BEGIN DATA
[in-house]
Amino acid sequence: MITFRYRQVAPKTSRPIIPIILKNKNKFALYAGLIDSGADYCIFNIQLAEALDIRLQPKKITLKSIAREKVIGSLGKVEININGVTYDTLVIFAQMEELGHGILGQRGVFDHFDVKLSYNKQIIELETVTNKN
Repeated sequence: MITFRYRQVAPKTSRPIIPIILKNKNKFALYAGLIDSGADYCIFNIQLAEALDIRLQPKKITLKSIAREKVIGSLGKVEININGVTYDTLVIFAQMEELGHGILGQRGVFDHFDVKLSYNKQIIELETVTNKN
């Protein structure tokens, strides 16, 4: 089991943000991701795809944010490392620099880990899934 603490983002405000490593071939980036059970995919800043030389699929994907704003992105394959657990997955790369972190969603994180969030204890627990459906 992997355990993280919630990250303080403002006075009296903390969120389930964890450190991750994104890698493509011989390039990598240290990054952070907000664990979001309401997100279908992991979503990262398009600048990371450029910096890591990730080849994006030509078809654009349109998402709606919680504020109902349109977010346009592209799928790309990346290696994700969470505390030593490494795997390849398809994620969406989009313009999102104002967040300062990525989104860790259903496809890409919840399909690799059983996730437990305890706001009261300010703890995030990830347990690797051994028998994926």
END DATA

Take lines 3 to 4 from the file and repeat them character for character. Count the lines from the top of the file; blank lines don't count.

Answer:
Repeated sequence: MITFRYRQVAPKTSRPIIPIILKNKNKFALYAGLIDSGADYCIFNIQLAEALDIRLQPKKITLKSIAREKVIGSLGKVEININGVTYDTLVIFAQMEELGHGILGQRGVFDHFDVKLSYNKQIIELETVTNKN
């Protein structure tokens, strides 16, 4: 089991943000991701795809944010490392620099880990899934 603490983002405000490593071939980036059970995919800043030389699929994907704003992105394959657990997955790369972190969603994180969030204890627990459906 992997355990993280919630990250303080403002006075009296903390969120389930964890450190991750994104890698493509011989390039990598240290990054952070907000664990979001309401997100279908992991979503990262398009600048990371450029910096890591990730080849994006030509078809654009349109998402709606919680504020109902349109977010346009592209799928790309990346290696994700969470505390030593490494795997390849398809994620969406989009313009999102104002967040300062990525989104860790259903496809890409919840399909690799059983996730437990305890706001009261300010703890995030990830347990690797051994028998994926």